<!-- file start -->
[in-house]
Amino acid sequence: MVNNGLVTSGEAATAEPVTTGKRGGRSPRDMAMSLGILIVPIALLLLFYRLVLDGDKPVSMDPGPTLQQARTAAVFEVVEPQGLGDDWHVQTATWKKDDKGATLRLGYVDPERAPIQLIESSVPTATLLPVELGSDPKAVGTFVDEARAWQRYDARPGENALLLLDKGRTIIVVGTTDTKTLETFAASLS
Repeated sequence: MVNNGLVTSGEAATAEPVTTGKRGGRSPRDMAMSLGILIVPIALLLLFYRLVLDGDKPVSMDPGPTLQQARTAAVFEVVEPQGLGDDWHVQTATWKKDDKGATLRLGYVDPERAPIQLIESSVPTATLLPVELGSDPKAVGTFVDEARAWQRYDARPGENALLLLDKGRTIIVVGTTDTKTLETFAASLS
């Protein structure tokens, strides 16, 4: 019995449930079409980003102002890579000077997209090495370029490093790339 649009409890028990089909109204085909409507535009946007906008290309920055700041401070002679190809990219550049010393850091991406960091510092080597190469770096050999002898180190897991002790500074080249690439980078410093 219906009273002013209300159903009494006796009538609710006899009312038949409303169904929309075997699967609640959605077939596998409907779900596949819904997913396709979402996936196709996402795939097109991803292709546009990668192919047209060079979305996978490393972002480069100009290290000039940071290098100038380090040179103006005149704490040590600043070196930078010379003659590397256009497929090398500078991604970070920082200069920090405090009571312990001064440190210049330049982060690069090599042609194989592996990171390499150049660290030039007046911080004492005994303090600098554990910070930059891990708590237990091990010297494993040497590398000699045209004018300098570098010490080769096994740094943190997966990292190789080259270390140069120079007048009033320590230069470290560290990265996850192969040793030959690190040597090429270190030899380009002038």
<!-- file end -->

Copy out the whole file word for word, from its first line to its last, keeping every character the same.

[in-house]
Amino acid sequence: MVNNGLVTSGEAATAEPVTTGKRGGRSPRDMAMSLGILIVPIALLLLFYRLVLDGDKPVSMDPGPTLQQARTAAVFEVVEPQGLGDDWHVQTATWKKDDKGATLRLGYVDPERAPIQLIESSVPTATLLPVELGSDPKAVGTFVDEARAWQRYDARPGENALLLLDKGRTIIVVGTTDTKTLETFAASLS
Repeated sequence: MVNNGLVTSGEAATAEPVTTGKRGGRSPRDMAMSLGILIVPIALLLLFYRLVLDGDKPVSMDPGPTLQQARTAAVFEVVEPQGLGDDWHVQTATWKKDDKGATLRLGYVDPERAPIQLIESSVPTATLLPVELGSDPKAVGTFVDEARAWQRYDARPGENALLLLDKGRTIIVVGTTDTKTLETFAASLS
């Protein structure tokens, strides 16, 4: 019995449930079409980003102002890579000077997209090495370029490093790339 649009409890028990089909109204085909409507535009946007906008290309920055700041401070002679190809990219550049010393850091991406960091510092080597190469770096050999002898180190897991002790500074080249690439980078410093 219906009273002013209300159903009494006796009538609710006899009312038949409303169904929309075997699967609640959605077939596998409907779900596949819904997913396709979402996936196709996402795939097109991803292709546009990668192919047209060079979305996978490393972002480069100009290290000039940071290098100038380090040179103006005149704490040590600043070196930078010379003659590397256009497929090398500078991604970070920082200069920090405090009571312990001064440190210049330049982060690069090599042609194989592996990171390499150049660290030039007046911080004492005994303090600098554990910070930059891990708590237990091990010297494993040497590398000699045209004018300098570098010490080769096994740094943190997966990292190789080259270390140069120079007048009033320590230069470290560290990265996850192969040793030959690190040597090429270190030899380009002038």